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Environment & Climate Change

Water authority says it's found cause of odor, taste problems in Downriver drinking water

Detroit's Water Works Plant.
Great Lakes Water Authority
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Detroit's Water Works Plant.

Residents of Downriver Detroit communities have reported since last week that their tap water smells and tastes like sulfur.

Great Lakes Water Authority officials said the problem has been traced to a temporary spike in water particulates during a routine cleaning of the settling basins at the GLWA's Southwest Water Treatment plant. 

In a written statement, Sue McCormick, CEO of the GLWA, said the cleaning was immediately stopped, and powdered activated carbon was fed into the system to help "mitigate the issue and begin to bring relief to our customer communities." She also said the GLWA has implemented a system-wide flushing process, and "staff will continue flushing until the situation is resolved."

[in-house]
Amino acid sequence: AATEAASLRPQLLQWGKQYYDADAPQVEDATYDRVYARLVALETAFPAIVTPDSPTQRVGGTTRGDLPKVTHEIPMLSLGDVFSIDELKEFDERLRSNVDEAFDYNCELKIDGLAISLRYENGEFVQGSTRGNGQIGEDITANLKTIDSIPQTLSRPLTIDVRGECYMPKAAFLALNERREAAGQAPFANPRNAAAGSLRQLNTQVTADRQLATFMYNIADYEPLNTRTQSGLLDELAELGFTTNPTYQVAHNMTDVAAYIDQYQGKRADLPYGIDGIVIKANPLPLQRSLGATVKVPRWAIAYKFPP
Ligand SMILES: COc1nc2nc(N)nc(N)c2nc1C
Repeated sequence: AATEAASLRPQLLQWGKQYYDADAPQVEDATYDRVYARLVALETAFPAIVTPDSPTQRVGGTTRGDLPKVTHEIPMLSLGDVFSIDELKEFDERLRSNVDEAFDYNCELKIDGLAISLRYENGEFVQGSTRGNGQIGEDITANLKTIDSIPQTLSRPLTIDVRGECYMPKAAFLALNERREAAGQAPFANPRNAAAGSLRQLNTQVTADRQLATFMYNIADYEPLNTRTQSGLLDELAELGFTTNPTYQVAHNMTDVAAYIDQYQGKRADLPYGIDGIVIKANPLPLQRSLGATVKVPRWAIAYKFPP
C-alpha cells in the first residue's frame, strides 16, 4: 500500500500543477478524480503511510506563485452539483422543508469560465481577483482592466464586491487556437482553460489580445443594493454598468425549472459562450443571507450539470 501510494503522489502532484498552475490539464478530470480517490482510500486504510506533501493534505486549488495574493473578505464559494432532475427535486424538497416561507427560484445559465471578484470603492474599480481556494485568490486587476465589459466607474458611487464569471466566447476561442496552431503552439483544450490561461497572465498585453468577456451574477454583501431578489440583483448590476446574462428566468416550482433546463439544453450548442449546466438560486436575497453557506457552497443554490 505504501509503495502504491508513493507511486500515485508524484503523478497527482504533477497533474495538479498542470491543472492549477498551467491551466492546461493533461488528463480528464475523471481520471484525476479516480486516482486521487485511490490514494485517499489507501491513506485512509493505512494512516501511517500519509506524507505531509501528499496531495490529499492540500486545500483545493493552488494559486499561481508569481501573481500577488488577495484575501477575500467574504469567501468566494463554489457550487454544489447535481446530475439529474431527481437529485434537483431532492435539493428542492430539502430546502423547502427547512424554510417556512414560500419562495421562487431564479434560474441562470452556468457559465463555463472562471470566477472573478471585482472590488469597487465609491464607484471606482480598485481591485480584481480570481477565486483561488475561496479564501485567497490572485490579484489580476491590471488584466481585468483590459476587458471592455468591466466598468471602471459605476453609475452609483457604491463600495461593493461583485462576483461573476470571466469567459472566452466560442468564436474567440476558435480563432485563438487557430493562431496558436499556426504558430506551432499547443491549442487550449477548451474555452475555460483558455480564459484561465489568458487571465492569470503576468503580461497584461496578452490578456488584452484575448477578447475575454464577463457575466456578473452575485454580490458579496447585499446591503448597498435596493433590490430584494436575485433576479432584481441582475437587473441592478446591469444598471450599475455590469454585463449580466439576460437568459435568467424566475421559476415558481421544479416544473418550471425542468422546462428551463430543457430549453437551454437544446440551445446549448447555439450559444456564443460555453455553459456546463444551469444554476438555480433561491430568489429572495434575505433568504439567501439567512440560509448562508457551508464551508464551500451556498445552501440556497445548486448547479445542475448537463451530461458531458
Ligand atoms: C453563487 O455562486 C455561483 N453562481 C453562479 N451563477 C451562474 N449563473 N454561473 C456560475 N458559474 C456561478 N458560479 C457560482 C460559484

"These actions have resulted in a significant decrease in the number of complaints being received by GLWA," McCormick wrote.

"At no time were there any health or safety concerns," wrote McCormick .

GLWA officials underscore that the water is safe.

"In all of the expanded testing results that we have received thus far, there have been no result indicating anything wrong with the water," said Cheryl Porter, COO of the GLWA.

Porter said the results of both regular and enhanced water quality testing have met federal Safe Drinking Water Act standards.

Porter said the test results will be made available to the public.